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Understanding decling oil prices in relation to cattle and beef

published: January 25th 2016
by: Kerry Halladay
source: Wall Street Journal

What’s cheaper than a barrel of oil these days? For one, the barrel used to hold it.

As of press, a barrel of light crude was $29.72/barrel, having lost roughly 20 percent of its value in a month. What’s worse is it is projected to go lower as supplies are expected to increase.

“Iran’s return to the oil market confirms what has been inevitable for six months since the P5+1 deal was signed in Vienna last July. Now the suspense is over, attention switches to the impact on oil market balances and the likelihood of further declines in oil prices following a torrid start to 2016,” reported the International Energy Agency (IEA), an international group that focuses on energy economics in its monthly Oil Market Report.

“Some analysts argue that the easing of sanctions on Iran is already ‘priced in’ to the market. There are considerable uncertainties around the quality and quantity of oil that Iran can offer to the market in the short term and the not inconsiderable challenge of finding buyers willing to take more oil into an already glutted market. However, if Iran can move quickly to offer its oil under attractive terms, there may be more ‘pricing in’ to come. Time will tell.”

The IEA report noted that investment banks have warned that both WTI (West Texas Intermediate, also known as Texas light sweet) and Brent Crude oil are could fall below $25/barrel. Some estimates placed the possibility as low as $10/barrel. The IEA report additionally pointed out that oil giant British Petroleum eliminated 4,000 jobs since December and that Petrobras “slashed its five-year investment programme by 25 percent.” The group called these moves clear signs of expected low oil prices for a while to come.

“We conclude that the oil market faces the prospect of a third successive year when supply will exceed demand,” the report continued, projecting that whatever declines in non-OPEC (non-Organization of Petroleum Exporting Countries) oil production that is forecast will be more than offset by higher production coming out of Iran.

“Nor can we expect other Middle East producers to stay on the sidelines; their regularly stated policy is to protect market share and allow the price to find its level. Saudi Arabia’s sharp increase in domestic fuel prices is a sign that OPEC’s top producer is preparing for a long period of lower prices.

Cattle connection?

Though cattle and beef markets are connected to oil markets, the link is not the most direct. It can come into play in a number of ways on the domestic and international front.

On the domestic front, declining oil prices tend to result in lower gas and diesel prices for both consumers and people trying to move cattle. According to the U.S. Energy Information Administration, the average cost of gas across the country last week was $1.91/gallon, down 15 cents from the same time in 2015. Average diesel across the country was $2.11/gallon, down 82 cents.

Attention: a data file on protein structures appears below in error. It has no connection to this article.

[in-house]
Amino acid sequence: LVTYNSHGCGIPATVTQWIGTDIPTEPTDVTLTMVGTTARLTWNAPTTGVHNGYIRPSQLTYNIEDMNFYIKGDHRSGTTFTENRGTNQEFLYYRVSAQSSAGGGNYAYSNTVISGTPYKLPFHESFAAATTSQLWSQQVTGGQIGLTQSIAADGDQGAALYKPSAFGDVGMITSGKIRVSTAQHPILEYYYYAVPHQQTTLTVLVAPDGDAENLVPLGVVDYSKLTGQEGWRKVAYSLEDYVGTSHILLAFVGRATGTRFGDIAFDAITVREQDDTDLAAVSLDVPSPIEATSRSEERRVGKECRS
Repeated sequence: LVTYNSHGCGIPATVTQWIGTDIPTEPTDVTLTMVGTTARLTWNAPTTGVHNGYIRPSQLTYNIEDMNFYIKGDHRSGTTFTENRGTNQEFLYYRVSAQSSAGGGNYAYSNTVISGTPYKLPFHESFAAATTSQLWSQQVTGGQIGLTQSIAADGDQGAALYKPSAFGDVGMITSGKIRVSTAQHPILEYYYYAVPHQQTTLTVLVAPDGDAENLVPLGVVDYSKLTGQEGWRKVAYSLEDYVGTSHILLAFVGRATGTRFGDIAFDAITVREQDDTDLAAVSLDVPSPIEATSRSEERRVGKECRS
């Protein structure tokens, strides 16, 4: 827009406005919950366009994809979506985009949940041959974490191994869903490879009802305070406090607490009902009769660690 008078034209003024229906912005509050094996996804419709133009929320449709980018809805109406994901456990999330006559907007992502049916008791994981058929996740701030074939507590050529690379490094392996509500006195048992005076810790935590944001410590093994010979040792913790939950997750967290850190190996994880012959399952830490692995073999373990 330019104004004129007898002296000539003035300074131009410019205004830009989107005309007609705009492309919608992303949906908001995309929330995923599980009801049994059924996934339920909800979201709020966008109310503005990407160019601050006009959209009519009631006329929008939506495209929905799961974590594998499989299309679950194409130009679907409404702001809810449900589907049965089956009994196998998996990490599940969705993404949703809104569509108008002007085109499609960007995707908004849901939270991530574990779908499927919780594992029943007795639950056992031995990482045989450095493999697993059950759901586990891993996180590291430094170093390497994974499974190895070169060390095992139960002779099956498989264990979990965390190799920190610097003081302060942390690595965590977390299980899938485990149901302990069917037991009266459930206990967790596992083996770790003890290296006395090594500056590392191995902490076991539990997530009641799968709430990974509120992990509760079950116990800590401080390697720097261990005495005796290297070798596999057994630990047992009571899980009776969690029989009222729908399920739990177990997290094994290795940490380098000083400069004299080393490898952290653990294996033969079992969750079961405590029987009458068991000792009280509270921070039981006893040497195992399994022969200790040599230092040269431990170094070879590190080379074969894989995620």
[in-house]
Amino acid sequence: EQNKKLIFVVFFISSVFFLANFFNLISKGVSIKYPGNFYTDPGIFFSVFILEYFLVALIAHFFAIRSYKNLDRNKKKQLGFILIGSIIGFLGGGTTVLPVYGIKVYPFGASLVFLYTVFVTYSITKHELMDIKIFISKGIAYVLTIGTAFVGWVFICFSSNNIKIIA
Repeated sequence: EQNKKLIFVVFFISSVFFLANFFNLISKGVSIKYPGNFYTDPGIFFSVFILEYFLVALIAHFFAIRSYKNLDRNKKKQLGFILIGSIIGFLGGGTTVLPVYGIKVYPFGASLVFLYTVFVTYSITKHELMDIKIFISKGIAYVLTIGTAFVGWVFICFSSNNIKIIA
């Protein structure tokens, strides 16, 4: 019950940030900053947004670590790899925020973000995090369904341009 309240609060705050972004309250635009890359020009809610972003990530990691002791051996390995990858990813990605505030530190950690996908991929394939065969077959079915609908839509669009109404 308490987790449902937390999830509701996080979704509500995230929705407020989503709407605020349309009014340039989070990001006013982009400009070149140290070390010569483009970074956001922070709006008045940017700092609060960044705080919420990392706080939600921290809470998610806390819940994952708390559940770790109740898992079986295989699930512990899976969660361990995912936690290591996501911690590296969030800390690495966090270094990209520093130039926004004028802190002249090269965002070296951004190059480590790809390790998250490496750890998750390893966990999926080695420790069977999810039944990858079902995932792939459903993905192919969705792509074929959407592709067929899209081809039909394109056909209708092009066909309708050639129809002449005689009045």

For consumers, this added savings at the pump often translates into increased spending for food items like beef. However, beef- and cattle-market analysts have been noting repeatedly in recent months that energy savings have not translated into consumer demand for beef as might be expected.

Declining oil prices also mean risks to employment in the domestic oil industry, however, and that is generally negative for the economy and beef demand.

“Aside from the savings that consumers are feeling, the negative side of it is that so many industries are tied to oil—mainly your gas and oil industries that are trying to sell it, but also those secondary industries that they are buying inputs from. Their margins are falling, they can’t purchase as many of those inputs, and they aren’t expanding production. So you’re seeing some hurt on that side, and also those employment numbers on the oil and gas side are probably going to start going down here again. That is probably going to hurt some of those economies around the U.S. that are dependent on it,” Jessica Sampson, Agricultural Economist with the Livestock Marketing Information Center, explained to WLJ.

Sampson also pointed out that oil prices are often an indication of the health of general economies, and that beef demand tends to be dependent on economic health rather than on the movement of one specific commodity.

On the international side, however, low oil prices can have a big—and often negative—effect on the economies of important trade countries, even if they are not important trade countries to the U.S.

“There is broad acknowl edgement that the collapse in crude oil prices could have significant negative impacts for a number of countries. What is unknown/unknowable at this point is how the situation may unfold, especially in emerging markets,” commented the CME Daily Livestock Report last week.

“Recession in countries such as Russia, Venezuela and Brazil were particularly negative for beef demand in 2015. The risk is that a global recession could further limit U.S. beef exports while at the same time continuing to attract more beef imports into the U.S.”

Andrew Gottschalk of Hedgers Edge had a similar warning last week:

“The greatest risk to our market is external events which could further derail domestic and international consumer confidence. The global financial market collapse has already wiped out over $15 trillion in equity since June.” — Kerry Halladay, WLJ Editor

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